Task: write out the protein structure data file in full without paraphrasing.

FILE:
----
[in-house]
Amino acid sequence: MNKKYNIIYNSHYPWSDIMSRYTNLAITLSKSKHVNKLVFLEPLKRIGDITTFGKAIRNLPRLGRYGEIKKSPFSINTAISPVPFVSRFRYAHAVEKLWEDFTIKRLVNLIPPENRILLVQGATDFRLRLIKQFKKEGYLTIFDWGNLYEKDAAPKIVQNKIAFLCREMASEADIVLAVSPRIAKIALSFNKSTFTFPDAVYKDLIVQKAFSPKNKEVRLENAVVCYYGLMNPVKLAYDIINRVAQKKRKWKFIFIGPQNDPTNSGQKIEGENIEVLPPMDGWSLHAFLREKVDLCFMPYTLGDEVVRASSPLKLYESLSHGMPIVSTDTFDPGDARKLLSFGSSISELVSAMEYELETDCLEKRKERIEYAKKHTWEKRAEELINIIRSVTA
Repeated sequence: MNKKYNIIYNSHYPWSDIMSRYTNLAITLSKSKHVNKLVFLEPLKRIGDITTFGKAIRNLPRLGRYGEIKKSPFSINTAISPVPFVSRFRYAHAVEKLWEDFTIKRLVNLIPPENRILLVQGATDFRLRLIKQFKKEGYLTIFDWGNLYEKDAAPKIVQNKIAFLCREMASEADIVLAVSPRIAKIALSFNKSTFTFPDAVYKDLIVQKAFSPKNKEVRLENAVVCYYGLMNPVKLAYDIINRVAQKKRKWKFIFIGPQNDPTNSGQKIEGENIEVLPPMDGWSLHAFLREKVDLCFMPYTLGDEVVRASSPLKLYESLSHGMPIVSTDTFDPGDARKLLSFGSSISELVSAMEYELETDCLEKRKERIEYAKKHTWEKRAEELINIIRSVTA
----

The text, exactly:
[in-house]
Amino acid sequence: MNKKYNIIYNSHYPWSDIMSRYTNLAITLSKSKHVNKLVFLEPLKRIGDITTFGKAIRNLPRLGRYGEIKKSPFSINTAISPVPFVSRFRYAHAVEKLWEDFTIKRLVNLIPPENRILLVQGATDFRLRLIKQFKKEGYLTIFDWGNLYEKDAAPKIVQNKIAFLCREMASEADIVLAVSPRIAKIALSFNKSTFTFPDAVYKDLIVQKAFSPKNKEVRLENAVVCYYGLMNPVKLAYDIINRVAQKKRKWKFIFIGPQNDPTNSGQKIEGENIEVLPPMDGWSLHAFLREKVDLCFMPYTLGDEVVRASSPLKLYESLSHGMPIVSTDTFDPGDARKLLSFGSSISELVSAMEYELETDCLEKRKERIEYAKKHTWEKRAEELINIIRSVTA
Repeated sequence: MNKKYNIIYNSHYPWSDIMSRYTNLAITLSKSKHVNKLVFLEPLKRIGDITTFGKAIRNLPRLGRYGEIKKSPFSINTAISPVPFVSRFRYAHAVEKLWEDFTIKRLVNLIPPENRILLVQGATDFRLRLIKQFKKEGYLTIFDWGNLYEKDAAPKIVQNKIAFLCREMASEADIVLAVSPRIAKIALSFNKSTFTFPDAVYKDLIVQKAFSPKNKEVRLENAVVCYYGLMNPVKLAYDIINRVAQKKRKWKFIFIGPQNDPTNSGQKIEGENIEVLPPMDGWSLHAFLREKVDLCFMPYTLGDEVVRASSPLKLYESLSHGMPIVSTDTFDPGDARKLLSFGSSISELVSAMEYELETDCLEKRKERIEYAKKHTWEKRAEELINIIRSVTA